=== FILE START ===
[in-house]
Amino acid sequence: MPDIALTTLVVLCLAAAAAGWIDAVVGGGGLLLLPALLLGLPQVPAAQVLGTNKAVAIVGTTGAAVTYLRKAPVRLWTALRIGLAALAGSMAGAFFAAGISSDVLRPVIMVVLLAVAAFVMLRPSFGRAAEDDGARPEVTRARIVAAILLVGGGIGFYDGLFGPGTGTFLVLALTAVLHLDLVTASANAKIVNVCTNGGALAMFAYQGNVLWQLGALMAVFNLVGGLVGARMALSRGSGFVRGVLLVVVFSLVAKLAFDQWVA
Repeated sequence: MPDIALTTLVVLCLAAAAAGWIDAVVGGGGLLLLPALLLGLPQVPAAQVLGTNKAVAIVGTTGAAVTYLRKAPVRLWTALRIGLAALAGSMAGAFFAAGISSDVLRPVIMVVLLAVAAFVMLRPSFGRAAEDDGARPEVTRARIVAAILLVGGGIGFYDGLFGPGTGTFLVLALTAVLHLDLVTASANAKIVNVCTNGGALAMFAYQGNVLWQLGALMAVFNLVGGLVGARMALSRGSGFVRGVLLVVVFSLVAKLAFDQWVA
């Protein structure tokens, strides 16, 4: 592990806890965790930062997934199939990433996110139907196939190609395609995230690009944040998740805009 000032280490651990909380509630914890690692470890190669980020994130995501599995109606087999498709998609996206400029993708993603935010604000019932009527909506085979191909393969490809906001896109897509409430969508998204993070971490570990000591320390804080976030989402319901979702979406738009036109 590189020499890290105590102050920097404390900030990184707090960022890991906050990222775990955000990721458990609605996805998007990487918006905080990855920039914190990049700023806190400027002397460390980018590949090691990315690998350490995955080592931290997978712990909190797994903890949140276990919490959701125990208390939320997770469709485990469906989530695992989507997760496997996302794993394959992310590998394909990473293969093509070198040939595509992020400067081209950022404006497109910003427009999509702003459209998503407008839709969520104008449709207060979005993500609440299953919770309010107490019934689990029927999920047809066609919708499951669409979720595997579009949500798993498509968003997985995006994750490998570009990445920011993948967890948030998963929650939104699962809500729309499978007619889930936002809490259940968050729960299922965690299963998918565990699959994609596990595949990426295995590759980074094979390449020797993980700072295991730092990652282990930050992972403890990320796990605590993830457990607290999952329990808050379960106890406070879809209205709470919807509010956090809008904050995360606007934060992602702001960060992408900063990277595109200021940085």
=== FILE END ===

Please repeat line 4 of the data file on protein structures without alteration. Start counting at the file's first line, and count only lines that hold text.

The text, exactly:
């Protein structure tokens, strides 16, 4: 592990806890965790930062997934199939990433996110139907196939190609395609995230690009944040998740805009 000032280490651990909380509630914890690692470890190669980020994130995501599995109606087999498709998609996206400029993708993603935010604000019932009527909506085979191909393969490809906001896109897509409430969508998204993070971490570990000591320390804080976030989402319901979702979406738009036109 590189020499890290105590102050920097404390900030990184707090960022890991906050990222775990955000990721458990609605996805998007990487918006905080990855920039914190990049700023806190400027002397460390980018590949090691990315690998350490995955080592931290997978712990909190797994903890949140276990919490959701125990208390939320997770469709485990469906989530695992989507997760496997996302794993394959992310590998394909990473293969093509070198040939595509992020400067081209950022404006497109910003427009999509702003459209998503407008839709969520104008449709207060979005993500609440299953919770309010107490019934689990029927999920047809066609919708499951669409979720595997579009949500798993498509968003997985995006994750490998570009990445920011993948967890948030998963929650939104699962809500729309499978007619889930936002809490259940968050729960299922965690299963998918565990699959994609596990595949990426295995590759980074094979390449020797993980700072295991730092990652282990930050992972403890990320796990605590993830457990607290999952329990808050379960106890406070879809209205709470919807509010956090809008904050995360606007934060992602702001960060992408900063990277595109200021940085």